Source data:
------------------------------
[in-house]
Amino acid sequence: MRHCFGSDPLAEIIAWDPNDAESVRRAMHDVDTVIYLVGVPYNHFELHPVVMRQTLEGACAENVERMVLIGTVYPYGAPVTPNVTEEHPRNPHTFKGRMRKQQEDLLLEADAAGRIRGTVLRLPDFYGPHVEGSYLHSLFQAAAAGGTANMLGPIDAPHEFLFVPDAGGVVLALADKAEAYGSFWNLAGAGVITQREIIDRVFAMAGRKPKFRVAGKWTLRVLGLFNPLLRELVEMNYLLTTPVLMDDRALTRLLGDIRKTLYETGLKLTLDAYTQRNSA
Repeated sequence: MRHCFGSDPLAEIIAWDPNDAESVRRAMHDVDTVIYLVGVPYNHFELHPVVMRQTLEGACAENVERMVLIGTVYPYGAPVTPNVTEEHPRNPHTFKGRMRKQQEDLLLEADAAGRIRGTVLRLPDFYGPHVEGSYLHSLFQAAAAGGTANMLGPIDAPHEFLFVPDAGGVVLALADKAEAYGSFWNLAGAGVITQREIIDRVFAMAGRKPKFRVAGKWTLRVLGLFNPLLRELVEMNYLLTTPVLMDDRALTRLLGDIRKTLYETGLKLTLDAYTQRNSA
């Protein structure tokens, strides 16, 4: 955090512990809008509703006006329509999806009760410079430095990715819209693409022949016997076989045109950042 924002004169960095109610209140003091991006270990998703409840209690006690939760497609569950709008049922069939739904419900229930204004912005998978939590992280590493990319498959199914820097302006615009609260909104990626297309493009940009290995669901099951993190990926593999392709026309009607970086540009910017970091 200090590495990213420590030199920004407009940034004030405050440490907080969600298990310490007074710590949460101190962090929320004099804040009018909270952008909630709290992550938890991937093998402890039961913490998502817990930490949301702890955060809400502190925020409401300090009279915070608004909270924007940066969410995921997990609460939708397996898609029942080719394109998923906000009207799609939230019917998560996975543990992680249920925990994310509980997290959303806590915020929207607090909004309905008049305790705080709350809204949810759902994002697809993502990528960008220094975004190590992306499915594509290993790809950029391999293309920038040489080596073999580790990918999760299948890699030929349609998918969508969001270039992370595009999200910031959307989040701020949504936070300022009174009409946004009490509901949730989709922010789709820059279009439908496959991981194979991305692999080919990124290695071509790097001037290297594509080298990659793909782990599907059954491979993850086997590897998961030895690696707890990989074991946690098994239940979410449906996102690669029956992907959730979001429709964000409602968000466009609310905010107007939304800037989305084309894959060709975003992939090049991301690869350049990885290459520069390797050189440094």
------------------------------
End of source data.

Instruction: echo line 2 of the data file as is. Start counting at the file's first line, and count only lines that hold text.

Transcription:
Amino acid sequence: MRHCFGSDPLAEIIAWDPNDAESVRRAMHDVDTVIYLVGVPYNHFELHPVVMRQTLEGACAENVERMVLIGTVYPYGAPVTPNVTEEHPRNPHTFKGRMRKQQEDLLLEADAAGRIRGTVLRLPDFYGPHVEGSYLHSLFQAAAAGGTANMLGPIDAPHEFLFVPDAGGVVLALADKAEAYGSFWNLAGAGVITQREIIDRVFAMAGRKPKFRVAGKWTLRVLGLFNPLLRELVEMNYLLTTPVLMDDRALTRLLGDIRKTLYETGLKLTLDAYTQRNSA